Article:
We studied the performance of our process in the context of empirical secondary structure free energy models that have practical utility for the analysis and design of functional nucleic acid systems. In particular, we examined RNA design at 37° C. on target structures containing Nε{100, 200, 400, 800, 1600, 3200} nucleotides and duplex stems ranging from 1 to 30 base pairs. Empirically, we observe several striking properties. For example, emergent defects were sufficiently infrequent that they were typically eliminated by leaf reoptimization starting from new random initial sequences. In addition, it was routine to design sequences with ensemble defect n(φ, s)<N/100 over a wide range of GC contents. Additionally, the process described herein exhibited asymptotic optimality for large N, with full sequence design costing roughly 4/3 the cost of a single evaluation of the objective function. Hence, the process was efficient in the sense that the exponent in the Ω(N^{3}) time complexity bound is sharp.
While the above processes and methods are described above as including certain steps and are described in a particular order, it should be recognized that these processes and methods may include additional steps or may omit some of the steps described. Further, each of the steps of the processes does not necessarily need to be performed in the order it is described.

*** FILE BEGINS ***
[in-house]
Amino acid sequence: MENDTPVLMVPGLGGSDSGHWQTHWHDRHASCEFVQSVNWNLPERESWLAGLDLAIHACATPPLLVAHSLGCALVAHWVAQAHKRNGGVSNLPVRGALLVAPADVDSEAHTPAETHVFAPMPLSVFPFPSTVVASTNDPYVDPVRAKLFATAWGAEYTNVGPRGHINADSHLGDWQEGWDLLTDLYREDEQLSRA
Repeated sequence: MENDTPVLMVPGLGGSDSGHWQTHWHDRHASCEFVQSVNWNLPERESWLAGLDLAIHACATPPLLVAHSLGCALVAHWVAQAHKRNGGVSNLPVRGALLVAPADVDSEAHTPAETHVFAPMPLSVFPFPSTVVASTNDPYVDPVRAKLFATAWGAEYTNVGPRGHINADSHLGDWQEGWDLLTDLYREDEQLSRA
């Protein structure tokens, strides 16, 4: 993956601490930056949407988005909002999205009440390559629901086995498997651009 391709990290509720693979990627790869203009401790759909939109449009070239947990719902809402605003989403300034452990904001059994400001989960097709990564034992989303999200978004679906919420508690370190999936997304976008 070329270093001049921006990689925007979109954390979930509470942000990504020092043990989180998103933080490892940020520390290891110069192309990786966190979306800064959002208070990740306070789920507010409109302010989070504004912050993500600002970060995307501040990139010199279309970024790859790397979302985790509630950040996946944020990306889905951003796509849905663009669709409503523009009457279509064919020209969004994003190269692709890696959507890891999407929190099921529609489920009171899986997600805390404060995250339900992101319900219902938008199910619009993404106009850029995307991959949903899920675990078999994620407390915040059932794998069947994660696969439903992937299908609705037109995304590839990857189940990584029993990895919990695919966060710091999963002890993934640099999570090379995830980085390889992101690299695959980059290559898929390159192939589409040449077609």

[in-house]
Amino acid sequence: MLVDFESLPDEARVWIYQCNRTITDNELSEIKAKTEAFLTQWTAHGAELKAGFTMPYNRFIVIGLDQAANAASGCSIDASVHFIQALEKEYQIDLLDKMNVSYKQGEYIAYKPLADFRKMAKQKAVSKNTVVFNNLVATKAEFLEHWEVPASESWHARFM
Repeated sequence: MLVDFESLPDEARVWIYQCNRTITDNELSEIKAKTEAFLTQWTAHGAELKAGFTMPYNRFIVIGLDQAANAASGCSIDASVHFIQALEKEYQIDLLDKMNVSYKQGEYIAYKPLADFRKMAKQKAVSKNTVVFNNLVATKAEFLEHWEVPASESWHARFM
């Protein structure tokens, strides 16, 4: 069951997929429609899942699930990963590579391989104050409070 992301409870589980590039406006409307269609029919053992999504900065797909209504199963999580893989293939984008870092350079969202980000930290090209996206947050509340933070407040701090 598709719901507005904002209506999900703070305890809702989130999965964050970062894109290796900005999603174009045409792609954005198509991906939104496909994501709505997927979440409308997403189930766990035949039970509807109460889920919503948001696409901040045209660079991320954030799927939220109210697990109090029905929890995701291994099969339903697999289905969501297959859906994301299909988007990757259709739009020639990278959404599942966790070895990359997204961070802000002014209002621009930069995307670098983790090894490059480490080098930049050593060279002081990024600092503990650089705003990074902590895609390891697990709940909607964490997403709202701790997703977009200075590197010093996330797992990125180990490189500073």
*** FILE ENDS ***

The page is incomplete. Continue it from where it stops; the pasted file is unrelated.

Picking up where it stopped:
While the above description has shown, described, and pointed out novel features of the invention as applied to various embodiments, it will be understood that various omissions, substitutions, and changes in the form and details of the system or process illustrated may be made by those skilled in the art without departing from the spirit of the invention. As will be recognized, the present invention may be embodied within a form that does not provide all of the features and benefits set forth herein, as some features may be used or practiced separately from others.
The steps of a method or algorithm described in connection with the embodiments disclosed herein may be embodied directly in hardware, in a software module executed by a processor, or in a combination of the two. A software module may reside in RAM memory, flash memory, ROM memory, EPROM memory, EEPROM memory, registers, hard disk, a removable disk, a CD-ROM, or any other form of storage medium known in the art. An exemplary storage medium is coupled to the processor such the processor can read information from, and write information to, the storage medium. In the alternative, the storage medium may be integral to the processor. The processor and the storage medium may reside in an ASIC. The ASIC may reside in a user terminal. In the alternative, the processor and the storage medium may reside as discrete components in a user terminal.